Besides Prairie Trails, Distinctive

Home Builders has

built hundreds of homes

throughout Manhattan in the

Butternut Ridge and Leighlinbridge

developments, as well

as thousands in the Will and

south Cook county areas over

the past 30 years.

Visit the on-site sales information

center for unadvertised

specials and view the numerous

styles of homes being

offered and the available lots.

Call (708) 737-9142 for more

information or visit us online

at www.distinctivehomebuilders.com.

The Prairie Trails

new home information center

is located three miles south

of Laraway Rd. on Rt. 52. The

address is 16233 Pinto Lane,

Manhattan, IL, 60422. Open

Daily 10:00 a.m. – 5:00 p.m.

Closed Wednesday and Thursday

and always available by

appointment. Specials, prices,

specifications, standard features,

model offerings, build

times and lot availability are

subject to change without notice.

Please contact a Distinctive

representative for current

pricing and complete details.


frankfortstation.com frankfort

the frankfort station | April 20, 2017 | 35


36 | April 20, 2017 | The frankfort station real estate

frankfortstation.com

The Frankfort Station’s

Sponsored content

of the

WEEK

Enjoy the long, winding

tree-lined private drive to

this one-of-a-kind majestic

Prestwick estate perfectly

situated on 1.96 acres of

amazing views. Unmatched

luxury updates at every

turn in this spectacular

three-story Tudor.

Where: 709 Colony Lane,

Frankfort

Amenities: Dramatic,

three-story circular free

standing staircase. The

absolutely beautiful formal

dining room features

gleaming hardwood

flooring, stunning lighting

fixtures, oversized crown

molding, bay window and

wainscoting. A fabulous

living room has a deep

trey ceiling, bowed sitting

area, wainscoting and

a fireplace opens to the

gorgeous sun room with

a vaulted ceiling, French

doors and dual skylights.

The magazine-worthy,

over-the-top kitchen

features a unique, custom

island, granite counters,

high-end stainless steel

appliances, French doors

to the sun room and

French doors leading to

the deck. The incredible

study has custom wood

walls, fireplace and window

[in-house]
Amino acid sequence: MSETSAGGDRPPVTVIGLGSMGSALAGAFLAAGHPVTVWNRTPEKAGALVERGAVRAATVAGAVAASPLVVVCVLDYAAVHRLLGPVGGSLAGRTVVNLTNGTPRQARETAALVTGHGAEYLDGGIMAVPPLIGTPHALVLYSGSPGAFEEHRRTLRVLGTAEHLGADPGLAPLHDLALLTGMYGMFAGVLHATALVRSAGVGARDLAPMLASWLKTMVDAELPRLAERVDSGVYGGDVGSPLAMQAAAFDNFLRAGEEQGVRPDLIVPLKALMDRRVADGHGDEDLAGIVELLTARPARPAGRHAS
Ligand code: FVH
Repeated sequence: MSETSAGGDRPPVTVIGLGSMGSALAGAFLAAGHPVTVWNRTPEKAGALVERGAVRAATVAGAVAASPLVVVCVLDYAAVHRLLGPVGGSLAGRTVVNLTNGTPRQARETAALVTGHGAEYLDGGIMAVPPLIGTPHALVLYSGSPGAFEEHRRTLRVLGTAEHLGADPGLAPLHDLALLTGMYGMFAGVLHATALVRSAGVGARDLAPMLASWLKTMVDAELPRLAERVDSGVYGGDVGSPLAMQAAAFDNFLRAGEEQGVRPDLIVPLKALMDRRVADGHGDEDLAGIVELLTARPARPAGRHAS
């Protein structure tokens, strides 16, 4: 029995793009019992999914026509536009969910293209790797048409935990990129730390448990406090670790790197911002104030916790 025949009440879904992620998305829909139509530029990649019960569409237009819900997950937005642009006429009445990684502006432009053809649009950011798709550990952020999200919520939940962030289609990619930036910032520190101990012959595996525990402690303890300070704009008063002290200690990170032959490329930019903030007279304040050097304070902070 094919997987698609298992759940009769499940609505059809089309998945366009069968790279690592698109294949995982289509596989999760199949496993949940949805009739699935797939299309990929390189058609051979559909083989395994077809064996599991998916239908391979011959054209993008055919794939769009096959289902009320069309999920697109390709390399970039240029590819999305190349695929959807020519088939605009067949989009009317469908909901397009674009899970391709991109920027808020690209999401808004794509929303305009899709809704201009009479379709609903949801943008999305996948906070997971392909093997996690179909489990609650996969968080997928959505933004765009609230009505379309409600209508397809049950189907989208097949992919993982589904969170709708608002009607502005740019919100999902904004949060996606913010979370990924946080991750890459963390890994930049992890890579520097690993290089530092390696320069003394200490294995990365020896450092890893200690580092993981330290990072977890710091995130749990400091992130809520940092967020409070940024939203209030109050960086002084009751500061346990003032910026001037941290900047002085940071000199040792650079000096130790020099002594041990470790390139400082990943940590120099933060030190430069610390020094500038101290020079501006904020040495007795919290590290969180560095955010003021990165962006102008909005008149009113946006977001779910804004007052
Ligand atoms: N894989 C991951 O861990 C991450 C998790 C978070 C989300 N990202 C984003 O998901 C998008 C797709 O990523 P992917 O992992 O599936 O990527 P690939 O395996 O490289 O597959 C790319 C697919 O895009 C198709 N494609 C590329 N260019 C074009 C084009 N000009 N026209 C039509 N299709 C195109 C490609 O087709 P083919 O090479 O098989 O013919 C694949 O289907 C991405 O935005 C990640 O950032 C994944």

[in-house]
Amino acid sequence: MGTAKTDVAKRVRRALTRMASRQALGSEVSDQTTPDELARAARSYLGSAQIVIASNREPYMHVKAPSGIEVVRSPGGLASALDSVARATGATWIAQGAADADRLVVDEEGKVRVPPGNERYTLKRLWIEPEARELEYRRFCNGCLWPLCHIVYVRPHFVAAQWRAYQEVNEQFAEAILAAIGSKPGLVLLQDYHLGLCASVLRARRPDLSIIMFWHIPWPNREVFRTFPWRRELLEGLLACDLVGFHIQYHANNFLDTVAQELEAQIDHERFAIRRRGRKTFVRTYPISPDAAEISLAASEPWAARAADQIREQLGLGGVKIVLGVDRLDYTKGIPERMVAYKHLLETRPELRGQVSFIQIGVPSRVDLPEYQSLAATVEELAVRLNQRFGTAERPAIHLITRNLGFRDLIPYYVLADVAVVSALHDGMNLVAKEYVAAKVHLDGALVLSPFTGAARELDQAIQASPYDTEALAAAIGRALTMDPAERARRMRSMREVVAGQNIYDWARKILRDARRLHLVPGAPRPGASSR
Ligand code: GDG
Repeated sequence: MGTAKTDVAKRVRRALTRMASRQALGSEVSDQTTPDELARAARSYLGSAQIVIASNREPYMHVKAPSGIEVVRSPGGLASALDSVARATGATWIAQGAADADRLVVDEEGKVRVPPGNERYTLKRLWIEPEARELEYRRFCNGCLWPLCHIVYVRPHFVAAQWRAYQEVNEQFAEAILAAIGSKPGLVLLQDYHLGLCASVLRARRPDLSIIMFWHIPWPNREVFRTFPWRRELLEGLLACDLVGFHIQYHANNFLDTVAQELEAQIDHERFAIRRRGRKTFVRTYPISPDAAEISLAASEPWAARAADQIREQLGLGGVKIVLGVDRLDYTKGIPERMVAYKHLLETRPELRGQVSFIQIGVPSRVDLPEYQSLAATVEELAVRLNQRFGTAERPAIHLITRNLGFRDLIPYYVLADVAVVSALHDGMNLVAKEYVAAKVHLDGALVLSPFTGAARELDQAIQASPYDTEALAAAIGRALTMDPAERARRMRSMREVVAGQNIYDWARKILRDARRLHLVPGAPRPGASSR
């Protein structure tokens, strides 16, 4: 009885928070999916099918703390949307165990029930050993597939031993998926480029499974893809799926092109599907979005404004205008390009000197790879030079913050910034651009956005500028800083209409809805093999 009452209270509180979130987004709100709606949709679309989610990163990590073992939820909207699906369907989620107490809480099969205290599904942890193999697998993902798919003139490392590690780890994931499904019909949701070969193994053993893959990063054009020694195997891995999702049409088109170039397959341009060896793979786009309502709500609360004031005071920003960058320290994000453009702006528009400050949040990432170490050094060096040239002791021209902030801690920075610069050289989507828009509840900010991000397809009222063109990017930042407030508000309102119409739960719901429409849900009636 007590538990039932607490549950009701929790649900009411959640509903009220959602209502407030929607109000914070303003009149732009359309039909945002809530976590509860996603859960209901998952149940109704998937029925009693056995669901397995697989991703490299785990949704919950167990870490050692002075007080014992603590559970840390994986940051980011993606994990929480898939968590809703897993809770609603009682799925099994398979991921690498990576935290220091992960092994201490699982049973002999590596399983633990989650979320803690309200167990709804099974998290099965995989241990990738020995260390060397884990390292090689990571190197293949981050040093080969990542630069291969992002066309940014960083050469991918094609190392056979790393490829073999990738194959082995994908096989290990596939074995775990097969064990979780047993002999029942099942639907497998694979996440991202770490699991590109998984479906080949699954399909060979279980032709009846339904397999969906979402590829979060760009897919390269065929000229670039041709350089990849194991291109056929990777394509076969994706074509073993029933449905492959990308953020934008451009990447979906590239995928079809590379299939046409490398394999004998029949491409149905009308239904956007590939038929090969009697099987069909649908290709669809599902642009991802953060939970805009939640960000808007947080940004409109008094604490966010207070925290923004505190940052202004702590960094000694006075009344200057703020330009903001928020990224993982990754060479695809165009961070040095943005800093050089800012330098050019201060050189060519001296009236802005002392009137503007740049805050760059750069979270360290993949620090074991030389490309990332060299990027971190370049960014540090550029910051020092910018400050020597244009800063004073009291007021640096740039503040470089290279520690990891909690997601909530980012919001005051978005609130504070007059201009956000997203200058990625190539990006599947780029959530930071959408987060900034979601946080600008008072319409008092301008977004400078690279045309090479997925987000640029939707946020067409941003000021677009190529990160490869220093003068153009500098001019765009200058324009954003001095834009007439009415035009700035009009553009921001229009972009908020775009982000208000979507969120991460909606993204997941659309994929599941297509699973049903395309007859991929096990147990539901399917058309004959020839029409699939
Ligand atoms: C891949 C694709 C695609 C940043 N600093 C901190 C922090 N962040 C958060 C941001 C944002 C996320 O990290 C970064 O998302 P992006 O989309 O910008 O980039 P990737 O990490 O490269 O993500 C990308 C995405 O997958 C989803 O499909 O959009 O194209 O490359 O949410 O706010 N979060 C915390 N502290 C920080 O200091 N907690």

seat. A huge master

bedroom includes a

dramatic, elevated ceiling

and custom fireplace. The

luxurious master bath

suite has heated floors,

oversized shower/steam

room, custom tub with

massage jets, his and hers

vanities and a spacious

walk-in closet. The

fantastic lower-level family

room features a fireplace,

fabulous bar area, rec

room and gym. The threecar

side-load garage

has an epoxy floor. The

incredible professionallylandscaped

nearly twoacre

lot has a sprinkler

system, paver patio, paver

and flagstone walkways,

outdoor fireplace, sprinkler

system with its own well

backing to creek. There

are incredible views from

nearly every room, deck,

patio and balcony. The

house is has a perfect

cul-de-sac location just

walking distance from

Prestwick Country Club

clubhouse and pool.

Asking Price: $980,000

Listing agent: James

Murphy, Murphy Real

Estate Group. For more

information, call (815)

464-1110 or visit www.

murphyrealestategroup.

com.

March 9

• 1022 Hornbeam Court,

Frankfort, 60423-2127

— Donald J. Seefeldt to

Larry O. Overbey, Mary O.

Overbey $705,000

• 21362 Georgetown

Road, Frankfort, 60423-

3004 — Charles E.

Cronwall to James Byrne,

Lisa Byrne $334,000

• 7202 Southwick Drive,

Frankfort, 60423-8716 —

Sean Mcclowry to Daniel

Munoz Jr., Asima S. Munoz

$348,000

• 8233 W. Norwood Drive,

Frankfort, 60423-8180

— Mcgee Trust to Mary V

Jenkins, $188,000

March 17

• 132 Center Road,